When using Adderall recreationally, young adults often take it with alcohol or other drugs. Unfortunately, Adderall effects as a stimulant can mask the dangerous side effects of other substances, leading to an overdose. Snorting Adderall adds another layer of risk for an overdose because snorting Adderall strengthens the drug’s potency. An Adderall overdose is an emergency event and requires immediate medical attention.

Signs of an Adderall overdose include:8

Rapid breathing

Stomach pains







Heart attack

Preventing Adderall Abuse

People using Adderall with a doctor’s prescription should take the drug as prescribed. Using more than the prescribed amount or taking someone else’s medication increases the chances of addiction.

Taking Adderall for a long period can lead to tolerance, where the body becomes used to a set dose is a drug. To combat tolerance, a person taking the prescribed dose may take tolerance breaks, if advised by a doctor. As an example, a person may take a few days to a week off of the medication to reduce tolerance.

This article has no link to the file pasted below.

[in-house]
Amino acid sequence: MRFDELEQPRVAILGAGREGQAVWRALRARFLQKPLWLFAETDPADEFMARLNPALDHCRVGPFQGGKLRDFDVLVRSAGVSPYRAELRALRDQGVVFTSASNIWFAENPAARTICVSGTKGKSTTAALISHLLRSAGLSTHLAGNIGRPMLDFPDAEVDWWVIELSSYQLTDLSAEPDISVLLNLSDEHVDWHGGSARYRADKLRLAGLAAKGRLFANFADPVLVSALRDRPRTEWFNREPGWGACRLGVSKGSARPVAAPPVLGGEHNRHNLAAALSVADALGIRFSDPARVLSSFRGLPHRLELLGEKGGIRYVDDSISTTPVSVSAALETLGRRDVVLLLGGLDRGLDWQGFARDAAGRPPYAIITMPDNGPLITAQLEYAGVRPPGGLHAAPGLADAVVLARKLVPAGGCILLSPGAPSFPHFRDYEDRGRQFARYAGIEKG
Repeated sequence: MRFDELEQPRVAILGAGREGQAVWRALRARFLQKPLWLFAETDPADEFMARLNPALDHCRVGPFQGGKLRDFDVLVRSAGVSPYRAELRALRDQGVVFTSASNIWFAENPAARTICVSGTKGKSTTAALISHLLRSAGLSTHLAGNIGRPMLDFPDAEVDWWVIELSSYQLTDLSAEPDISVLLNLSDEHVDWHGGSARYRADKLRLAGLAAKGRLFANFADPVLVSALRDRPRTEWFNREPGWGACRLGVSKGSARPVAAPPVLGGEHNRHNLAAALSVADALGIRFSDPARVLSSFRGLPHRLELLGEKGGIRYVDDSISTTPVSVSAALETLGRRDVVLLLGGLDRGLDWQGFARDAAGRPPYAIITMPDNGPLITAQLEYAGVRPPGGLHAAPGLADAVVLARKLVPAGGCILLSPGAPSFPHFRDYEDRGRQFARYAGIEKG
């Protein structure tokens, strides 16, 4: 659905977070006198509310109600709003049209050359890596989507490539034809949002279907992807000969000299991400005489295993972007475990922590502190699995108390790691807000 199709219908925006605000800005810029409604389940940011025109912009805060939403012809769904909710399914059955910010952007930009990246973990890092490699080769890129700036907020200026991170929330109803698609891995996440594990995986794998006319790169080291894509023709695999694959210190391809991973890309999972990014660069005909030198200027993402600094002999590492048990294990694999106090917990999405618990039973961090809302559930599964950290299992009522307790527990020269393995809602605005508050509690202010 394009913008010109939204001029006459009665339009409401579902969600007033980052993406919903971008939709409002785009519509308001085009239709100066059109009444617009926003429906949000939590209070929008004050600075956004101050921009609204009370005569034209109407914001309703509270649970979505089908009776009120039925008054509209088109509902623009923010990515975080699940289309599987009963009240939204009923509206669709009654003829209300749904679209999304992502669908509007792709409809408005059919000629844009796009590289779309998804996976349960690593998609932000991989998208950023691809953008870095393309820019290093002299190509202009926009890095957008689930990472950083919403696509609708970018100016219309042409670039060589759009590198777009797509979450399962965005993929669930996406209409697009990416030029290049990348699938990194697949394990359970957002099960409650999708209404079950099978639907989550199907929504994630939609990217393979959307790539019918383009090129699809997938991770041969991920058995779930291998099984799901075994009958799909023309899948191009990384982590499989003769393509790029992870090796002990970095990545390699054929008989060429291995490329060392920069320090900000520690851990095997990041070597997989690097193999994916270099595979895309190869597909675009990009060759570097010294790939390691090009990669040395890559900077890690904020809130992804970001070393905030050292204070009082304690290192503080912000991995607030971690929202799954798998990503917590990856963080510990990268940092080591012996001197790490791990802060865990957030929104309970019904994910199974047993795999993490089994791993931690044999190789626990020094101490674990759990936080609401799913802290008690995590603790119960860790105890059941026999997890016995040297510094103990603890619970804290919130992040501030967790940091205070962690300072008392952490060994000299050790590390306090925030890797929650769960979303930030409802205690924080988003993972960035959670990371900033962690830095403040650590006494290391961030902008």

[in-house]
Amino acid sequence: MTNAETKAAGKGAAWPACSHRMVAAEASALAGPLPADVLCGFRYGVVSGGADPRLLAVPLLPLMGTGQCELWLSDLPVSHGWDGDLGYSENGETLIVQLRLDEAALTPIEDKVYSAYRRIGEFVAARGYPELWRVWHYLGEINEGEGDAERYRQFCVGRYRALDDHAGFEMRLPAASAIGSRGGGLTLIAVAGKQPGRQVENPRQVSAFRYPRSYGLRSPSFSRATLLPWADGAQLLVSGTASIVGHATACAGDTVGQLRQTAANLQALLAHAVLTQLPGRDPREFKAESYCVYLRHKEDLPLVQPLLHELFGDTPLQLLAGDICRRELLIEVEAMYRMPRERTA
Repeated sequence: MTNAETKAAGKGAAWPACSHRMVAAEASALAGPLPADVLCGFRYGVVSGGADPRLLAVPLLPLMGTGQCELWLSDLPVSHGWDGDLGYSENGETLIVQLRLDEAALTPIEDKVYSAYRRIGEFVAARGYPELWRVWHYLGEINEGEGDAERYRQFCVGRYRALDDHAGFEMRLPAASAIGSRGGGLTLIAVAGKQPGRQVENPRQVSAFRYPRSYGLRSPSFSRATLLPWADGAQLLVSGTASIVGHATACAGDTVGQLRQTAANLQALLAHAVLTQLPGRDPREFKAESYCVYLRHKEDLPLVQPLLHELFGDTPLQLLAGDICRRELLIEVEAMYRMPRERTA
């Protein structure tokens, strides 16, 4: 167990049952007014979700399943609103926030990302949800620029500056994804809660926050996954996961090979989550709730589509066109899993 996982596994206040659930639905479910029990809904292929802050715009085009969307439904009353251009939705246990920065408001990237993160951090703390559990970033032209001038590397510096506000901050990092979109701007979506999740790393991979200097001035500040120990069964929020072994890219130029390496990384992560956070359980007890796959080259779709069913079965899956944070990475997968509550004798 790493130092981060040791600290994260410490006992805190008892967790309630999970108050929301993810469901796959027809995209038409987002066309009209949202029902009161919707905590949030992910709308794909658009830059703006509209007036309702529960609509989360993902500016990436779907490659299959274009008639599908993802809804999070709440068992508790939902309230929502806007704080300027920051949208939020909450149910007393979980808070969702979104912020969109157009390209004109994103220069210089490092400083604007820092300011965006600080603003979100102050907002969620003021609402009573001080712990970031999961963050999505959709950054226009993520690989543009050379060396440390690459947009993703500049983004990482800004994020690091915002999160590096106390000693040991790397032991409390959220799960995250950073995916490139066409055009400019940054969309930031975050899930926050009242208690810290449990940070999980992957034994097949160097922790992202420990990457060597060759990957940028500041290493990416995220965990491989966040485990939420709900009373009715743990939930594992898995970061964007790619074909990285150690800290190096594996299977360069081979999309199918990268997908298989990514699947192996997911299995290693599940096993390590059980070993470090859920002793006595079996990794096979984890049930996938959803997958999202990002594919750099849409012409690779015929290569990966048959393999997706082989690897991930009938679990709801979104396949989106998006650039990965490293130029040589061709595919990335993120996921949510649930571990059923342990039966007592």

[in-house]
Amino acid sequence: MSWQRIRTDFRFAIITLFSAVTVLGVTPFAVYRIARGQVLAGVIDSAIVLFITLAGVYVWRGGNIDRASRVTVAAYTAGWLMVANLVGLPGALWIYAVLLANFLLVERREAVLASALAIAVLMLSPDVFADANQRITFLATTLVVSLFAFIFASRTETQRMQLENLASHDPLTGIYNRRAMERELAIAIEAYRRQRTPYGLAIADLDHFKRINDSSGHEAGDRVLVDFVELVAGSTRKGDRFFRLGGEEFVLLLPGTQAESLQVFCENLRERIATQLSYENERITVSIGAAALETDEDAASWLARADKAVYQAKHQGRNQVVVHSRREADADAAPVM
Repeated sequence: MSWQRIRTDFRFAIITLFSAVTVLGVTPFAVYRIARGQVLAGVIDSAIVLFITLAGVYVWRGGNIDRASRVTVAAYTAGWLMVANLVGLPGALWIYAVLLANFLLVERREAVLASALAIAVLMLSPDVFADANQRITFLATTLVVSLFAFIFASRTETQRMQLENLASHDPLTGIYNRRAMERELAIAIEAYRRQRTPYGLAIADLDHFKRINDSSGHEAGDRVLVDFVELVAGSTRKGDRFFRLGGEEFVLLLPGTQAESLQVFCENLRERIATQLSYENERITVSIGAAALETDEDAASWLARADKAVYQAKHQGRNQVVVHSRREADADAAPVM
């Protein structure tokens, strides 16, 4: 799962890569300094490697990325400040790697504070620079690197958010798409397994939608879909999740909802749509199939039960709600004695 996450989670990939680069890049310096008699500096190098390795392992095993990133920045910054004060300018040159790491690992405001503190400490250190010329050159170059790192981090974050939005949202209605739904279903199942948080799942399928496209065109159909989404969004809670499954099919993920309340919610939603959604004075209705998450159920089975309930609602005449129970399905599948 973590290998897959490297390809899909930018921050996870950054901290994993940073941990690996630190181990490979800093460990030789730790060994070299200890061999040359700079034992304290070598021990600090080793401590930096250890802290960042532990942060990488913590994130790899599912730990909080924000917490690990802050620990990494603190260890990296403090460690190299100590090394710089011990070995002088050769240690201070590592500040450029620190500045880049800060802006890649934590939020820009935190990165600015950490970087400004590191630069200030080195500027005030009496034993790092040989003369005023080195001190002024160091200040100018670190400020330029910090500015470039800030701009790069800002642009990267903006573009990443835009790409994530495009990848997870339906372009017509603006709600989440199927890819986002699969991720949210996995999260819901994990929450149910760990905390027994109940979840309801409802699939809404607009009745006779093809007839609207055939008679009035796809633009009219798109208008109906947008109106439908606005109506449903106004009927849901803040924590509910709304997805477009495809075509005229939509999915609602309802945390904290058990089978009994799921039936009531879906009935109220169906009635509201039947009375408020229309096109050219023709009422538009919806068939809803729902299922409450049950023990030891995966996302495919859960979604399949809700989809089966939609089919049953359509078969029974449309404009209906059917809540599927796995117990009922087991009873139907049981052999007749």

Getting Help for Adderall Addiction

As with most amphetamines, overcoming Adderall addiction involves a careful detox and withdrawal process. To detox from this drug without complications, it’s important to avoid a “crash.”9 The Adderall crash occurs when someone who routinely takes excessive amounts stops the drug abruptly, causing sudden withdrawal. The crash includes unpleasant side effects like sluggishness, depression, fatigue, and trouble sleeping.

Other signs of an Adderall crash are:

A detox clinic or addiction treatment center can make the detox and withdrawal process less distressing. These facilities have trained staff and medical personnel on hand to ensure a safe and successful withdrawal to treat Adderall addiction. A physician may prescribe medications to make detox more tolerable and manage cravings. They may also observe clients for signs of depression and suicidal thoughts.

For many people, Adderall has changed their lives for the better. When used as a recreational or study drug, however, it can lead to a dangerous addiction.